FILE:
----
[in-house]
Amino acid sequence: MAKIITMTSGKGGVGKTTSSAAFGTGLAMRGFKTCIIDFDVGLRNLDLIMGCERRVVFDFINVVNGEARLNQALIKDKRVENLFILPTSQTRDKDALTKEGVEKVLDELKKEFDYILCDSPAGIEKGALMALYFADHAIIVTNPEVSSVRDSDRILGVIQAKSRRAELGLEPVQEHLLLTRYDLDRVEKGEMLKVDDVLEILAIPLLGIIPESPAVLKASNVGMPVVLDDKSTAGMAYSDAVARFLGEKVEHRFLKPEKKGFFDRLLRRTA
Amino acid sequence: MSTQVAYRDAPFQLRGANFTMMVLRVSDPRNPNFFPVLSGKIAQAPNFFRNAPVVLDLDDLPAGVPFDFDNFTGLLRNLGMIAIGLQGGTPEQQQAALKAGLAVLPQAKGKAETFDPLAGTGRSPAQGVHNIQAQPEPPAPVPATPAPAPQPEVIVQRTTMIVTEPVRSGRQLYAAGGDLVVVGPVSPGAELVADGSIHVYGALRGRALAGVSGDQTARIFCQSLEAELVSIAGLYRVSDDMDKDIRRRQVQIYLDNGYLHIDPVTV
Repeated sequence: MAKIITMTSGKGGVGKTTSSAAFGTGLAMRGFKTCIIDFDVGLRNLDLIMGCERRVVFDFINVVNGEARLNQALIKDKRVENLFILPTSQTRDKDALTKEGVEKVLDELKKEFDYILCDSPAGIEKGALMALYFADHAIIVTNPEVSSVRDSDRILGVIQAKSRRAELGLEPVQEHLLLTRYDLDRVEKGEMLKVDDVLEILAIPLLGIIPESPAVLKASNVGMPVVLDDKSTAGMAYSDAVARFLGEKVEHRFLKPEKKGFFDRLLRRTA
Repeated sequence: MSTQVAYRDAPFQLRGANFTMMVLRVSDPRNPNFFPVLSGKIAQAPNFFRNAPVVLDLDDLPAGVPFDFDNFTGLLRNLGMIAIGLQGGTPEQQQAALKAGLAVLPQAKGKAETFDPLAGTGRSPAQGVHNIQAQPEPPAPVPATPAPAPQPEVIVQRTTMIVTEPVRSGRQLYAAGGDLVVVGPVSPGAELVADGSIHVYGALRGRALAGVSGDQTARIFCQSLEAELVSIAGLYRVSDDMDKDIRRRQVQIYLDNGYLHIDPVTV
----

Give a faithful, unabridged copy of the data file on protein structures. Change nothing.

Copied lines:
[in-house]
Amino acid sequence: MAKIITMTSGKGGVGKTTSSAAFGTGLAMRGFKTCIIDFDVGLRNLDLIMGCERRVVFDFINVVNGEARLNQALIKDKRVENLFILPTSQTRDKDALTKEGVEKVLDELKKEFDYILCDSPAGIEKGALMALYFADHAIIVTNPEVSSVRDSDRILGVIQAKSRRAELGLEPVQEHLLLTRYDLDRVEKGEMLKVDDVLEILAIPLLGIIPESPAVLKASNVGMPVVLDDKSTAGMAYSDAVARFLGEKVEHRFLKPEKKGFFDRLLRRTA
Amino acid sequence: MSTQVAYRDAPFQLRGANFTMMVLRVSDPRNPNFFPVLSGKIAQAPNFFRNAPVVLDLDDLPAGVPFDFDNFTGLLRNLGMIAIGLQGGTPEQQQAALKAGLAVLPQAKGKAETFDPLAGTGRSPAQGVHNIQAQPEPPAPVPATPAPAPQPEVIVQRTTMIVTEPVRSGRQLYAAGGDLVVVGPVSPGAELVADGSIHVYGALRGRALAGVSGDQTARIFCQSLEAELVSIAGLYRVSDDMDKDIRRRQVQIYLDNGYLHIDPVTV
Repeated sequence: MAKIITMTSGKGGVGKTTSSAAFGTGLAMRGFKTCIIDFDVGLRNLDLIMGCERRVVFDFINVVNGEARLNQALIKDKRVENLFILPTSQTRDKDALTKEGVEKVLDELKKEFDYILCDSPAGIEKGALMALYFADHAIIVTNPEVSSVRDSDRILGVIQAKSRRAELGLEPVQEHLLLTRYDLDRVEKGEMLKVDDVLEILAIPLLGIIPESPAVLKASNVGMPVVLDDKSTAGMAYSDAVARFLGEKVEHRFLKPEKKGFFDRLLRRTA
Repeated sequence: MSTQVAYRDAPFQLRGANFTMMVLRVSDPRNPNFFPVLSGKIAQAPNFFRNAPVVLDLDDLPAGVPFDFDNFTGLLRNLGMIAIGLQGGTPEQQQAALKAGLAVLPQAKGKAETFDPLAGTGRSPAQGVHNIQAQPEPPAPVPATPAPAPQPEVIVQRTTMIVTEPVRSGRQLYAAGGDLVVVGPVSPGAELVADGSIHVYGALRGRALAGVSGDQTARIFCQSLEAELVSIAGLYRVSDDMDKDIRRRQVQIYLDNGYLHIDPVTV